“We had noted how wedded to our devices we all seem to be and that people seem to find any excuse they can to keep busy,” said Timothy Wilson, a psychology professor at the University of Virginia and lead author of the study. “No one had done a simple study letting people go off on their own and think.”

The results surprised him and have created a stir in the psychology and neuroscience communities. In 11 experiments involving more than 700 people, the majority of participants reported that they found it unpleasant to be alone in a room with their thoughts for just 6 to 15 minutes.

Moreover, in one experiment, 64 percent of men and 15 percent of women began self-administering electric shocks when left alone to think. These same people, by the way, had previously said they would pay money to avoid receiving the painful jolt.

It didn’t matter if the subjects engaged in the contemplative exercise at home or in the laboratory, or if they were given suggestions of what to think about, like a coming vacation; they just didn’t like being in their own heads.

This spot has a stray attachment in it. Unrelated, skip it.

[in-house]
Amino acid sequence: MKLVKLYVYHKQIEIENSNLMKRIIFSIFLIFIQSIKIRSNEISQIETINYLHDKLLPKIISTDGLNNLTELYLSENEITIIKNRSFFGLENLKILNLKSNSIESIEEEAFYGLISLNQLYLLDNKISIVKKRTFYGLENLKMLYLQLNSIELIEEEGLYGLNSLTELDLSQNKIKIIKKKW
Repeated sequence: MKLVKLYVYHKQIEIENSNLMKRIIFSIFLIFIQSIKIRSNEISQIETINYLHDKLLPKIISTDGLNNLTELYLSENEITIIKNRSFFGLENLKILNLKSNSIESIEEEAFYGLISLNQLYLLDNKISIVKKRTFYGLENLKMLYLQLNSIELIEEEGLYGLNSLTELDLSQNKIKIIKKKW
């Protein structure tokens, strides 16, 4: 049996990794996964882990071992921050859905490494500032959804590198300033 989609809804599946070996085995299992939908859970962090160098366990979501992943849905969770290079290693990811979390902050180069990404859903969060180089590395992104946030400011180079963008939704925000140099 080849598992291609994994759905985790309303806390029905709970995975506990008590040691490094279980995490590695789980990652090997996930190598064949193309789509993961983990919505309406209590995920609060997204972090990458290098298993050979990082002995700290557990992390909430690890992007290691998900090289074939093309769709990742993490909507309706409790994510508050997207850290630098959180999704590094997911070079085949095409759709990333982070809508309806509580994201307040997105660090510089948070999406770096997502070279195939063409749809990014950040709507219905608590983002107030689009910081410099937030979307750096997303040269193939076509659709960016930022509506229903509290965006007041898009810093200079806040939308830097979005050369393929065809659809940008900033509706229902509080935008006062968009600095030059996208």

It could be because human beings, when left alone, tend to dwell on what’s wrong in their lives. We have evolved to become problem solvers and meaning makers. What preys on our minds, when we aren’t updating our Facebook page or in spinning class, are the things we haven’t figured out — difficult relationships, personal and professional failures, money trouble, health concerns and so on. And until there is resolution, or at least some kind of understanding or acceptance, these thoughts reverberate in our heads. Hello rumination. Hello insomnia.

 

[FULL ARTICLE]

It never ceases to amaze me when people tell me they did X because they felt Y. And when asked why they felt Y they seem to have no idea. As if a feeling alone is enough to justify their actions and there is no need to look more deeply into it. But there is always a reason behind the feeling. Understanding the reasons for the feelings which lead to our actions is what makes us sentient, it is what makes us different from other animals.